It’s inevitable. We will all get that truly negative, nasty, hurtful, and uncalled for parent email. These can and will come to us for a variety of reasons throughout our teaching careers. Generally, a parent is upset and wishes to place the blame on the teachers because the alternative is taking that blame on themselves and their child. This is difficult for parents, especially where their precious babies are concerned.
If I am being truly honest, I have sent my own strongly worded emails to teachers as a parent. Some I have regretted and others I have not. As parents we can make the mistake of not fully understanding a situation and reacting on emotions instead of logic. I try to remember this when I receive these emails from parents.
That said, these emails still upset me terribly. Whether they question my professionalism, my dedication, or my intellect, I still take these emails as a personal attack. It is so tempting to fire back a hot response as we work to defend ourselves. These are usually not very effective at diffusing and/or clearing up the situation, and can often lead to trouble from administration. (I have learned the hard way.)
These five tips will help you respond to these emails effectively and without trouble from your administrators.
1. Take Time…
My first and best piece of advice is to take time, a lot of time, before you respond. If you respond right away, you will respond through your emotions and this will likely read as either defensive or accusatory. Sometimes when I am really upset by a particular email, I will respond on a Word document. It allows me to vent my immediate frustrations and emotions, without the ability to hit send. When I draft my actual response, I may pull pieces from this Word document, but often, I will steer clear of that initial vent session entirely. Take time to calm down and get perspective on the situation. My school district has a policy that we respond to emails within 24 hours. For these particular emails, I wait 23 hours to respond unless there is an immediate need or concern.
2. Call Instead…
I do not particularly enjoy making phone calls to parents, especially when I know that parent is upset with me. That said, I have found that parents are far less likely to say those rude and/or hurtful things than they are to write them in a faceless email. This phone conversation can usually clear up the misunderstanding and resolve the heated situation. As an added plus, there is no paper trail that can end up in the hands of administration.
3. Set up a Meeting.
If the situation is particularly tense or you feel that a parent is being truly inappropriate, I would recommend a quick email response that asks for a parent/teacher conference or meeting. Setting up a meeting for later in the week will allow time for the parents to calm down and get some perspective on the situation before that time. It will also allow you time to plan an appropriate response or accommodation if this is needed. Depending on family history or the particular request, I will invite administration to join the meeting. This step will largely depend on the type of support you receive from your administration. Hopefully you feel supported, but I know that is not always the case. I am very lucky to work with a team that listens to and backs up their teachers. I know I could bring a concern to them, and share my plan for the meeting, and feel that they would be ready and willing to have my back, so to speak. If you are lucky enough to be in a building like this, use these people as supports. Invite them to the meeting to show the family that you are a united front.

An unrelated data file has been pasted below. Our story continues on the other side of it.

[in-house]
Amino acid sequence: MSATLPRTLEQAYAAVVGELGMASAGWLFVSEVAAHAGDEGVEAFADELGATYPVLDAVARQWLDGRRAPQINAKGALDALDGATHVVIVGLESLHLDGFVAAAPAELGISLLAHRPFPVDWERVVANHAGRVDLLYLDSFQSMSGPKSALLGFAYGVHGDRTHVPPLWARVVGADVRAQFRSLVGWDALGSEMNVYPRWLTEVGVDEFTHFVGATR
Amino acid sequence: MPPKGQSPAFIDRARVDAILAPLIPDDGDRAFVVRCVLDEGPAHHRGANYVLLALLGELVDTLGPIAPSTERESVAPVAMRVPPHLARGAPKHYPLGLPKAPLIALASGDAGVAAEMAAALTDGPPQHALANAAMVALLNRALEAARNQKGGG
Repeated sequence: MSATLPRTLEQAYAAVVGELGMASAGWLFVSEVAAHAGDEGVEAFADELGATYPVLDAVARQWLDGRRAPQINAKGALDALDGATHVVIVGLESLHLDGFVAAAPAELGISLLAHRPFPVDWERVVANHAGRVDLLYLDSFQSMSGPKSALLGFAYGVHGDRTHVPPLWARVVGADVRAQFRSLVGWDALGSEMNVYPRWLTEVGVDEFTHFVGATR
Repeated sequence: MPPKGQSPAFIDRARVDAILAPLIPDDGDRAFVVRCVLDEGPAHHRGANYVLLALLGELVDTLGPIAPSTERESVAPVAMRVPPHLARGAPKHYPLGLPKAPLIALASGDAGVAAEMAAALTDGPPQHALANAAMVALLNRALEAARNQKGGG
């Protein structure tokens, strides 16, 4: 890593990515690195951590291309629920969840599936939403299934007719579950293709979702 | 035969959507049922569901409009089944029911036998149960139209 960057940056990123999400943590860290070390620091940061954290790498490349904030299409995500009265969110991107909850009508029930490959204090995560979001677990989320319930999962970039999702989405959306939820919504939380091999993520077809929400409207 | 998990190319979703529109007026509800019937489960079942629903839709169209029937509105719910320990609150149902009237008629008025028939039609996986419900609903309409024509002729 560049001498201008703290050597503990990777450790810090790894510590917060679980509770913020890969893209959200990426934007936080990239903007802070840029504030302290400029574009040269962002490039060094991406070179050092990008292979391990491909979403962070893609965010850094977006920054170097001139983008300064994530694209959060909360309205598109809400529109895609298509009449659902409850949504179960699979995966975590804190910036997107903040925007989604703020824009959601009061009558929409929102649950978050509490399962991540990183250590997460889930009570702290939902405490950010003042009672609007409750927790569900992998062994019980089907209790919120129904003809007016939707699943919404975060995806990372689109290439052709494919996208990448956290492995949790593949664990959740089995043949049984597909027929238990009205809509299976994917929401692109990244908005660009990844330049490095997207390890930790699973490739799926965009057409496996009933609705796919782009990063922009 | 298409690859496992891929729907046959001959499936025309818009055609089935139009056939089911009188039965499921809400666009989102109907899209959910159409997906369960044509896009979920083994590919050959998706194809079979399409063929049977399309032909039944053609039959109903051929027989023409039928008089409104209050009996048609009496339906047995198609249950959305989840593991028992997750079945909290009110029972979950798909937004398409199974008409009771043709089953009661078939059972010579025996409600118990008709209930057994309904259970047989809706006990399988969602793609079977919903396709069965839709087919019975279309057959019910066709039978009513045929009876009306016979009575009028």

I have found that in many cases the families do not wish to meet in person. They are generally satisfied that they have vented their frustrations, however inappropriate.
4. Check it With a Teacher Friend
If you feel that an email response is the best course of action, then check that response with a teacher friend. They will be able to read the situation without the emotions, and help you draft an appropriate response to the family.
5. Set Clear Boundaries on Your Time
Early in the year, I work to establish boundaries with my time. I do not respond to emails at night or on the weekends. At the start of each new school year, students and families will email after hours expecting a response. I simply respond the following morning with an answer or solution for the families. They then come to expect my responses during the work day. Though there are days that I will work past my teacher contract hours, I never check my emails. This has helped my teacher sanity more than you can imagine! Draw that line in the sand for yourself, and you will be surprised at the change it will make in your teacher life!
At the end of the day, you just can’t let those parents get to you. If there is some element of truth, or some type of growth opportunity to be had, take it, learn from it, and then let it go. We are not perfect, we could never expect to be; yet society often does place that very expectation upon us. We can only do the best we can, with the time and resources we have. Trust in yourself, and don’t let these parents and their opinions define you. Leave that email, go home, spend time with family and/or friends, read a good book, drink a glass of wine, take a bath, or take a nice long nap. Treat yourself to some chocolate and let yourself forget about that email. Your focus can and should be on the students in front of you each day; I give you permission to let the other stuff go!